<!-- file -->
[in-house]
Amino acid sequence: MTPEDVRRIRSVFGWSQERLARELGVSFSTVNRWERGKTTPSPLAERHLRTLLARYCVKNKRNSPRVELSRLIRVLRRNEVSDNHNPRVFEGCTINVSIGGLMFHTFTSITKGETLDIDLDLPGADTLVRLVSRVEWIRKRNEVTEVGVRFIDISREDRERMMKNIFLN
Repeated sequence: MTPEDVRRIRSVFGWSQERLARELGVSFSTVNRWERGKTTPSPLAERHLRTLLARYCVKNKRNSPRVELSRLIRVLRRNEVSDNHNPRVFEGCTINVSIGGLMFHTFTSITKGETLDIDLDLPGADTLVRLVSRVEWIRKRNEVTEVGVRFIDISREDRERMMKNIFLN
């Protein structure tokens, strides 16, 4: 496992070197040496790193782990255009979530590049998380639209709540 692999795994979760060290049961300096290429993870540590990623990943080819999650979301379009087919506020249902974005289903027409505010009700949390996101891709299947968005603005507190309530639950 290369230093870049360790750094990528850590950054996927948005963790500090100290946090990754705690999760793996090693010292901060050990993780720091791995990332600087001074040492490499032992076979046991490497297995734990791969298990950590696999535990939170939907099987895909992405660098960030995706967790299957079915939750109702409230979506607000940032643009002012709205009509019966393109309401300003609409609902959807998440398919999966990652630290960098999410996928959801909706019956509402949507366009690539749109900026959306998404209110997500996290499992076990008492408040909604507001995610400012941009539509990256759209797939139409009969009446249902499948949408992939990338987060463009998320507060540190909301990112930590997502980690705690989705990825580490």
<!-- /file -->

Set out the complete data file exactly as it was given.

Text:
[in-house]
Amino acid sequence: MTPEDVRRIRSVFGWSQERLARELGVSFSTVNRWERGKTTPSPLAERHLRTLLARYCVKNKRNSPRVELSRLIRVLRRNEVSDNHNPRVFEGCTINVSIGGLMFHTFTSITKGETLDIDLDLPGADTLVRLVSRVEWIRKRNEVTEVGVRFIDISREDRERMMKNIFLN
Repeated sequence: MTPEDVRRIRSVFGWSQERLARELGVSFSTVNRWERGKTTPSPLAERHLRTLLARYCVKNKRNSPRVELSRLIRVLRRNEVSDNHNPRVFEGCTINVSIGGLMFHTFTSITKGETLDIDLDLPGADTLVRLVSRVEWIRKRNEVTEVGVRFIDISREDRERMMKNIFLN
């Protein structure tokens, strides 16, 4: 496992070197040496790193782990255009979530590049998380639209709540 692999795994979760060290049961300096290429993870540590990623990943080819999650979301379009087919506020249902974005289903027409505010009700949390996101891709299947968005603005507190309530639950 290369230093870049360790750094990528850590950054996927948005963790500090100290946090990754705690999760793996090693010292901060050990993780720091791995990332600087001074040492490499032992076979046991490497297995734990791969298990950590696999535990939170939907099987895909992405660098960030995706967790299957079915939750109702409230979506607000940032643009002012709205009509019966393109309401300003609409609902959807998440398919999966990652630290960098999410996928959801909706019956509402949507366009690539749109900026959306998404209110997500996290499992076990008492408040909604507001995610400012941009539509990256759209797939139409009969009446249902499948949408992939990338987060463009998320507060540190909301990112930590997502980690705690989705990825580490």